What's the trick to raising strong but emotionally sensitive boys? Try these tips for nurturing their emotional, moral and spiritual development.
Last summer, my six-year-old nephew was determined to master jumping from the swim dock into the water. A bit shy by nature, he waited until my older daughters were elsewhere, and I was in the water to catch him. On his first attempt, he threw his arms around my neck and whispered into my ear, "Hold me tighter!" When I later related this story to our assembled family, my nephew chastised me: "Uncle Kyle, I told you not to tell!" Although he actually hadn't, the message was clear: don't tell that he'd wanted holding—tight holding.
My heart sank. Here was a wonderful young boy ashamed that he feels or needs something perfectly okay to need and feel. With a loving, doting dad and skilled elementary teacher for a mom, I knew they weren't preparing him for a life in the World Wrestling Federation, but he had begun school last year and, in this little scene, seemed to have started his training to be a man.
Why do so many boys seem to feel that being thick-skinned, tight-lipped, dry-eyed and in-your-face is the best way to live life and conduct meaningful relationships? Is it because boys are naturally tougher? The reason is precisely the opposite. Boys are more vulnerable from the beginning to the end of life. The male fetus is at greater risk of death, infection and medical complication at birth. By six weeks of age, boys have begun to fall behind girls developmentally. During their early years, they are more susceptible to poor parental care. By adolescence, girls out-perform boys at school, and boys are four times more likely to die by suicide. As adults, males live shorter lives, are more likely to die violent and accidental deaths, are more susceptible to cancer and the list goes on. This is not the profile of a stronger sex.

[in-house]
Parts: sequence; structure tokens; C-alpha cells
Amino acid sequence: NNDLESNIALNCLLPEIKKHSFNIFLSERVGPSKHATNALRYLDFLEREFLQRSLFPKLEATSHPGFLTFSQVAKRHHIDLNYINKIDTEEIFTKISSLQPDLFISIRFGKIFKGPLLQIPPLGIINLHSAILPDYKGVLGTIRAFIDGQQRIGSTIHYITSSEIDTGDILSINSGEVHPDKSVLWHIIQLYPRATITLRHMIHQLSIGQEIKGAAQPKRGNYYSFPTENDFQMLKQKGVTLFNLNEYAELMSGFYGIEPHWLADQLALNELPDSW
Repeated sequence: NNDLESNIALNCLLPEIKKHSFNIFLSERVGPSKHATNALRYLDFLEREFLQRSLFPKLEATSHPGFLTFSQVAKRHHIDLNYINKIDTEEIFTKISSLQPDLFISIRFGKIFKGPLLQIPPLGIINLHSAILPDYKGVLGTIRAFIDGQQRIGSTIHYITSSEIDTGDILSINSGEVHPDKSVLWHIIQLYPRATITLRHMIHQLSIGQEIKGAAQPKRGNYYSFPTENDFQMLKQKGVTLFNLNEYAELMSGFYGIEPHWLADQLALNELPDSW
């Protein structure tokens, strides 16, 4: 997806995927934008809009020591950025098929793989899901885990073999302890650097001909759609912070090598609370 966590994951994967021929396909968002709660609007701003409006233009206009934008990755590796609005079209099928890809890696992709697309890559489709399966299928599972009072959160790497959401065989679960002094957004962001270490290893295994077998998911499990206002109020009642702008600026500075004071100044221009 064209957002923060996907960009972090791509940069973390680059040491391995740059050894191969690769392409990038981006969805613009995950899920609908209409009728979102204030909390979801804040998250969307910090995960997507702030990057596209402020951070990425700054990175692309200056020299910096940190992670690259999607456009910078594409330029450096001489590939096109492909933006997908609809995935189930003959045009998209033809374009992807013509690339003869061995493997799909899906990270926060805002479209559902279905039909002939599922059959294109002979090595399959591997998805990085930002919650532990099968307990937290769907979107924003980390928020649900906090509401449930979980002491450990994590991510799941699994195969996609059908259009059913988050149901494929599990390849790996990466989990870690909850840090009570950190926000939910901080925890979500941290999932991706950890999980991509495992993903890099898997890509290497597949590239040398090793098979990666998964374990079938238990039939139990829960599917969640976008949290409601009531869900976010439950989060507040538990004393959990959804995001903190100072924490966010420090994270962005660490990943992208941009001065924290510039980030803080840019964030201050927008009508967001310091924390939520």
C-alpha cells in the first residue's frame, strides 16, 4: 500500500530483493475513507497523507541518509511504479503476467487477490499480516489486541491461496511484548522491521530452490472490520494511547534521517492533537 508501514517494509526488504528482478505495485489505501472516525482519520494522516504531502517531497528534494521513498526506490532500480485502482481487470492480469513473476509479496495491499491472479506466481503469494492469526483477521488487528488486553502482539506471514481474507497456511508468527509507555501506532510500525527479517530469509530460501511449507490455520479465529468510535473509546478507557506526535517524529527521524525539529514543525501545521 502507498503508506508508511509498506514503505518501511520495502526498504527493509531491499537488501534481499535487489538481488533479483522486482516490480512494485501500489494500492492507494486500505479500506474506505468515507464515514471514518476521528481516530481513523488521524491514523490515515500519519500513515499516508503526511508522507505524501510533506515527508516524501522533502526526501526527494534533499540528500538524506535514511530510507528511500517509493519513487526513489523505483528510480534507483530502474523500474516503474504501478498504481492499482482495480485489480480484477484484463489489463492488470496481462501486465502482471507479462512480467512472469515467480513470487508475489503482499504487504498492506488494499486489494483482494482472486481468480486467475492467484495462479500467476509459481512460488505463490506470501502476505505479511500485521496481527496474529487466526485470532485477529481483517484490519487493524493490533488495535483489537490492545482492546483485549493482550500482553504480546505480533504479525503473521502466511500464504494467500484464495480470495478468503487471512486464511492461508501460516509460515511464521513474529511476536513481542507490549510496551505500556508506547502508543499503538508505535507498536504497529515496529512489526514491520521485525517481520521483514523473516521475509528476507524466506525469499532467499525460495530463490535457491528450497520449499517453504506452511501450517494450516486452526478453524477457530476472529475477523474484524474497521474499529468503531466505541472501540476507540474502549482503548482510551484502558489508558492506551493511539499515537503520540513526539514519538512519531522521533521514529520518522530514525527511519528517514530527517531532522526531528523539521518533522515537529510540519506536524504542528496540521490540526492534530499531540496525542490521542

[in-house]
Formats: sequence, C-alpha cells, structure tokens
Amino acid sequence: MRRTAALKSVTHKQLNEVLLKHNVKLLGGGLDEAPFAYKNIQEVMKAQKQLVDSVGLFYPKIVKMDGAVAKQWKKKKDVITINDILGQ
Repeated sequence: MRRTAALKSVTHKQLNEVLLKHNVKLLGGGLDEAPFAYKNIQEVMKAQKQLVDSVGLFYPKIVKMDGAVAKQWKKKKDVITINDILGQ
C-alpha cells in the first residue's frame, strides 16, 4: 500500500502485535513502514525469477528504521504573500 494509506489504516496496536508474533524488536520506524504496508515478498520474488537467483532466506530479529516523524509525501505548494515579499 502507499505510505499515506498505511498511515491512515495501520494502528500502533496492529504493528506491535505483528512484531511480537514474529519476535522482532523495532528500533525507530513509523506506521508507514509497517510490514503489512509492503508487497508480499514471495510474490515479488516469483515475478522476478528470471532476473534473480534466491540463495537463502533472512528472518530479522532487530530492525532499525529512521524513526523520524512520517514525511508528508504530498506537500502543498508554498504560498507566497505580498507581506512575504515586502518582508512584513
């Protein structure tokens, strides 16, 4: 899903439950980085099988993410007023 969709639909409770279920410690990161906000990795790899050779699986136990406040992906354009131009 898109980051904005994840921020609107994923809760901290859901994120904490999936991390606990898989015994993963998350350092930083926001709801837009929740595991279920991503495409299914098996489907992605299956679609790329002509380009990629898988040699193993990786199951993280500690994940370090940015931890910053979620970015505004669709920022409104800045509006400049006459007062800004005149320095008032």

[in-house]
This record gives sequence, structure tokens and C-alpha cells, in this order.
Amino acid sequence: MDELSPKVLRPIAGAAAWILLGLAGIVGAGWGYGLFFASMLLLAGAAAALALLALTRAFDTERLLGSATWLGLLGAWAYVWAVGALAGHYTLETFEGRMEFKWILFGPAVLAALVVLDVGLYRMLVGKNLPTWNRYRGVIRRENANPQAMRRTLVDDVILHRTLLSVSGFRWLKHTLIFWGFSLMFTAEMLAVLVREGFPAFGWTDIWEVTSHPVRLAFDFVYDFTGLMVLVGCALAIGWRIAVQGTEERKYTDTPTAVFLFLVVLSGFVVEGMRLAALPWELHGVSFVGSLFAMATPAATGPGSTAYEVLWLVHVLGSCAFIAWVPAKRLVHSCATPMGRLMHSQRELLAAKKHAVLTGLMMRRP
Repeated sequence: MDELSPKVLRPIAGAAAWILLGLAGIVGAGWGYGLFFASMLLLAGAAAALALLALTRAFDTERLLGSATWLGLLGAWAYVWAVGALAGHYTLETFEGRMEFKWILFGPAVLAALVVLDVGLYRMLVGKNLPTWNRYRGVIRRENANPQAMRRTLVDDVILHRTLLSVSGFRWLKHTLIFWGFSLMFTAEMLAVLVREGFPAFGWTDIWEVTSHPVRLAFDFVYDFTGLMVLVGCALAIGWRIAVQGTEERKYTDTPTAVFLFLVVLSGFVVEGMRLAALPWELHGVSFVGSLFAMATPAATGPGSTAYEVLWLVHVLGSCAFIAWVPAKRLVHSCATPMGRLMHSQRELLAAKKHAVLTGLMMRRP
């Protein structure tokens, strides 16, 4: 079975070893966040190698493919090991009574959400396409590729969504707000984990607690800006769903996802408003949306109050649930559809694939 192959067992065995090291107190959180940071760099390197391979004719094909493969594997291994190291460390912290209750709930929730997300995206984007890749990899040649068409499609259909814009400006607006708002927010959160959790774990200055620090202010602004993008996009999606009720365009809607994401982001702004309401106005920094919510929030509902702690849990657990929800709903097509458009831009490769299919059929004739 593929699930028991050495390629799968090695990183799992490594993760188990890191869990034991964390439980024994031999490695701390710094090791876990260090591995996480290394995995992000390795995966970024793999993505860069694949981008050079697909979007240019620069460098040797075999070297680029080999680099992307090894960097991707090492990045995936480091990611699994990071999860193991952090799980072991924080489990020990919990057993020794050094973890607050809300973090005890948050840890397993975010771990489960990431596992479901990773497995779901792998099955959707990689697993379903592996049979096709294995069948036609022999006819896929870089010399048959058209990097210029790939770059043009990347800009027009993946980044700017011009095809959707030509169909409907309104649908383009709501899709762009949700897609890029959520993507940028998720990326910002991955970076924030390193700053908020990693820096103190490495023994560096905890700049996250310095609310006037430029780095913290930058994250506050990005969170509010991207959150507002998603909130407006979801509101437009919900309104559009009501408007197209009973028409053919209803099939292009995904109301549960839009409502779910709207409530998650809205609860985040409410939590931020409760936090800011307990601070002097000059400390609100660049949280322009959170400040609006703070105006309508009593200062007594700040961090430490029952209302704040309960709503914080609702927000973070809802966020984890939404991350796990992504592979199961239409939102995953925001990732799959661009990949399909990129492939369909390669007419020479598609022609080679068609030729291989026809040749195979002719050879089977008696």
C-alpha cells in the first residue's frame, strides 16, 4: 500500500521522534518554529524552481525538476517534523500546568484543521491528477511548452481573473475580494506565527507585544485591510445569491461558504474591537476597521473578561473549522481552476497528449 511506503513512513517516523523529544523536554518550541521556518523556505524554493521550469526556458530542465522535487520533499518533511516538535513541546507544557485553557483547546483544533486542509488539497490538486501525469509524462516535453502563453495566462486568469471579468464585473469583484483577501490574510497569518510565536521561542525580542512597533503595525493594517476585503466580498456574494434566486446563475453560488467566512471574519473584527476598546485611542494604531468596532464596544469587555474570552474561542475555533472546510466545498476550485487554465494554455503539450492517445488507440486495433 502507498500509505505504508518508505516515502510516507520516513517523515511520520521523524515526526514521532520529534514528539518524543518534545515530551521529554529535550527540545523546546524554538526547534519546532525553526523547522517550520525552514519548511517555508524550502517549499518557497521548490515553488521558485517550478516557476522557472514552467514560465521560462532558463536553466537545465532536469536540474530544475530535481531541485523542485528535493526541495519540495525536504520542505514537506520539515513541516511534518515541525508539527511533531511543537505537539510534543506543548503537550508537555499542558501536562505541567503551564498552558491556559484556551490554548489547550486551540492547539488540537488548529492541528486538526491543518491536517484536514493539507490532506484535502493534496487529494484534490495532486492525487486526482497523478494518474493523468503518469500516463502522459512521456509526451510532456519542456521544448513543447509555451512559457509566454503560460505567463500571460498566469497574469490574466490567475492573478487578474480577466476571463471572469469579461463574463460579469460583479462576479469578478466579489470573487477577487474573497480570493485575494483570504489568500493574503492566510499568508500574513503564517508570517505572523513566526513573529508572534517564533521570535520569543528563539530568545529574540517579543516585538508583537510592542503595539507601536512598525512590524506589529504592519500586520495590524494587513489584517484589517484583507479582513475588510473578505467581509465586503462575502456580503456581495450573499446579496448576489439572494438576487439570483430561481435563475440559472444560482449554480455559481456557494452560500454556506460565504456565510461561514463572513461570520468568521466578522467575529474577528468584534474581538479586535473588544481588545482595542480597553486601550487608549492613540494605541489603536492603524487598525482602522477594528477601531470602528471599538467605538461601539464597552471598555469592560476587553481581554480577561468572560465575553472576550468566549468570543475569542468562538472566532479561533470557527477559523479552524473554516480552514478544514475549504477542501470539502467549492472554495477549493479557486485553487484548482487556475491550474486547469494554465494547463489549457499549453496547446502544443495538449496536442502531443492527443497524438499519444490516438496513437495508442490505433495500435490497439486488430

As a practicing physician for twenty-five years, I've become increasingly worried about the premature shutdown of boys' emotional, moral and spiritual development. I suspect a growing causative link between boys' stronger potential for violence, paternal abandonment and the way we as parents, teachers and society collude with our boys' "need to be boys" before they become fully socialized.